WASHINGTON - The Federal Reserve cut Wednesday its U.S. economic growth forecasts for this year and 2014 as it unexpectedly left unchanged its massive monetary stimulus.
The economy was expected to grow between 2% and 2.3% this year, instead of the 2.3% to 2.6% range seen three months ago, the Fed said.
For 2014, gross domestic product growth was trimmed to 2.9% to 3.1%, from the June estimate of 3% to 3.5%.
The central bank's unemployment outlook improved slightly for this year and the next.
The 2013 jobless rate was estimated between 7.1% and 7.3%, the Fed said, while in 2014 it would fall to 6.4% to 6.8%.
The central bank shaved a tenth point off both years' low-end estimate.
Tame inflation forecasts continued to remain well below the Fed's 2% target for price stability.
The 2013 estimate for core inflation, stripping out food and energy price changes, was unchanged at 1.2% to 1.3%. The rate was not expected to climb as high as 2% until 2015.
Fed Provides First 2016 Forecasts
For the first time, the Fed provided forecasts for 2016. GDP growth would slow to 2.5% to 3.3%, while the unemployment rate would fall to 5.4% to 5.9%.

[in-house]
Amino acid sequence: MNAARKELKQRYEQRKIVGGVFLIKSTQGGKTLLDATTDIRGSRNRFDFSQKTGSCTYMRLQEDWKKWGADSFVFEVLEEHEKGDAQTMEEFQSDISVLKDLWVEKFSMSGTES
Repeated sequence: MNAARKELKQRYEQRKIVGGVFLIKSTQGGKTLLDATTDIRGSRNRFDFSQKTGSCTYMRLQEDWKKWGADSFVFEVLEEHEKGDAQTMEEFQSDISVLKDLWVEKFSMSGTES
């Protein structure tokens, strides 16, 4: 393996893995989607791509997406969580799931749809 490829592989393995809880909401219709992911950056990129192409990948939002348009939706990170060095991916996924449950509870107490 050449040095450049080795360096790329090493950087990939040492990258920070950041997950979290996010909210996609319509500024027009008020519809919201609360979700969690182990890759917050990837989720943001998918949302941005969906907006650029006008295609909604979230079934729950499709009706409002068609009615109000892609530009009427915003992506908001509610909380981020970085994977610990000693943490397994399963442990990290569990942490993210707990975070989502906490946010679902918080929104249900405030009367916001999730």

Inflation in 2016 was projected at 1.9% to 2%.
According to the updated forecasts, most Fed policy makers see the first hike in the federal funds rate in 2015.
The Federal Open Market Committee said, after a two-day monetary policy meeting, it was leaving its key rate at an ultra-low 0% to 0.25%, where it has been since 2008.
The policy makers said they would keep it in this exceptionally low range, where it has been since late 2008, as long as the unemployment rate remains above 6.5% and inflation does not threaten.
The first time the jobless rate was projected to come in below that threshold is in 2015, when the Fed estimates the rate will fall to 6.2% or lower.
Copyright Agence France-Presse, 2013